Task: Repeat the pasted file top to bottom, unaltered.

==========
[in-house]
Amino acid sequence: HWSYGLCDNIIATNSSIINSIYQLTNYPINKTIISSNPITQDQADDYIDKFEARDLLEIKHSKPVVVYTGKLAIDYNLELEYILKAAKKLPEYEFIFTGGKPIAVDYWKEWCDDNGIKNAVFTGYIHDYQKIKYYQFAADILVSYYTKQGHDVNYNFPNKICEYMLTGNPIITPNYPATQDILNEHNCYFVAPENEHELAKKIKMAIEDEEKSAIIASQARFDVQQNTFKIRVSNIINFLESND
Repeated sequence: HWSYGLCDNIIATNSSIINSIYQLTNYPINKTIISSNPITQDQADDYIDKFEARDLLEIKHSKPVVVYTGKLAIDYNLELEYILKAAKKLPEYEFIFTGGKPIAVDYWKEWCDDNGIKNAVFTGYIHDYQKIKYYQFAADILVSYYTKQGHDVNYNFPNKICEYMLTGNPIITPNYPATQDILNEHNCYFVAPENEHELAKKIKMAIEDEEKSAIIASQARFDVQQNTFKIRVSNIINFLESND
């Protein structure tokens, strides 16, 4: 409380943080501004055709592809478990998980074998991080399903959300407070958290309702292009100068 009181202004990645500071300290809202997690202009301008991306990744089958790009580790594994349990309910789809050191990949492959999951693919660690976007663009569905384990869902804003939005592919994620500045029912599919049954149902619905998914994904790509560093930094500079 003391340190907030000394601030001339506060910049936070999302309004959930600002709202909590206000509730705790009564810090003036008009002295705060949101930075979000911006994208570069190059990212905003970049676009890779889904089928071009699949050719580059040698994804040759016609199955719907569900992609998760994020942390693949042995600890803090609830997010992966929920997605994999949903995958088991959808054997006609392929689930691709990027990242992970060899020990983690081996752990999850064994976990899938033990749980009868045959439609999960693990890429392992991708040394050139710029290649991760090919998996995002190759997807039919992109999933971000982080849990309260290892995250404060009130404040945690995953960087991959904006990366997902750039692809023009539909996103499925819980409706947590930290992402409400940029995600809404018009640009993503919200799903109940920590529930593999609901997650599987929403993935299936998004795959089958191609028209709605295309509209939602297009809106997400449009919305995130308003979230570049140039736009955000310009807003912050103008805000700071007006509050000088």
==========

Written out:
[in-house]
Amino acid sequence: HWSYGLCDNIIATNSSIINSIYQLTNYPINKTIISSNPITQDQADDYIDKFEARDLLEIKHSKPVVVYTGKLAIDYNLELEYILKAAKKLPEYEFIFTGGKPIAVDYWKEWCDDNGIKNAVFTGYIHDYQKIKYYQFAADILVSYYTKQGHDVNYNFPNKICEYMLTGNPIITPNYPATQDILNEHNCYFVAPENEHELAKKIKMAIEDEEKSAIIASQARFDVQQNTFKIRVSNIINFLESND
Repeated sequence: HWSYGLCDNIIATNSSIINSIYQLTNYPINKTIISSNPITQDQADDYIDKFEARDLLEIKHSKPVVVYTGKLAIDYNLELEYILKAAKKLPEYEFIFTGGKPIAVDYWKEWCDDNGIKNAVFTGYIHDYQKIKYYQFAADILVSYYTKQGHDVNYNFPNKICEYMLTGNPIITPNYPATQDILNEHNCYFVAPENEHELAKKIKMAIEDEEKSAIIASQARFDVQQNTFKIRVSNIINFLESND
């Protein structure tokens, strides 16, 4: 409380943080501004055709592809478990998980074998991080399903959300407070958290309702292009100068 009181202004990645500071300290809202997690202009301008991306990744089958790009580790594994349990309910789809050191990949492959999951693919660690976007663009569905384990869902804003939005592919994620500045029912599919049954149902619905998914994904790509560093930094500079 003391340190907030000394601030001339506060910049936070999302309004959930600002709202909590206000509730705790009564810090003036008009002295705060949101930075979000911006994208570069190059990212905003970049676009890779889904089928071009699949050719580059040698994804040759016609199955719907569900992609998760994020942390693949042995600890803090609830997010992966929920997605994999949903995958088991959808054997006609392929689930691709990027990242992970060899020990983690081996752990999850064994976990899938033990749980009868045959439609999960693990890429392992991708040394050139710029290649991760090919998996995002190759997807039919992109999933971000982080849990309260290892995250404060009130404040945690995953960087991959904006990366997902750039692809023009539909996103499925819980409706947590930290992402409400940029995600809404018009640009993503919200799903109940920590529930593999609901997650599987929403993935299936998004795959089958191609028209709605295309509209939602297009809106997400449009919305995130308003979230570049140039736009955000310009807003912050103008805000700071007006509050000088």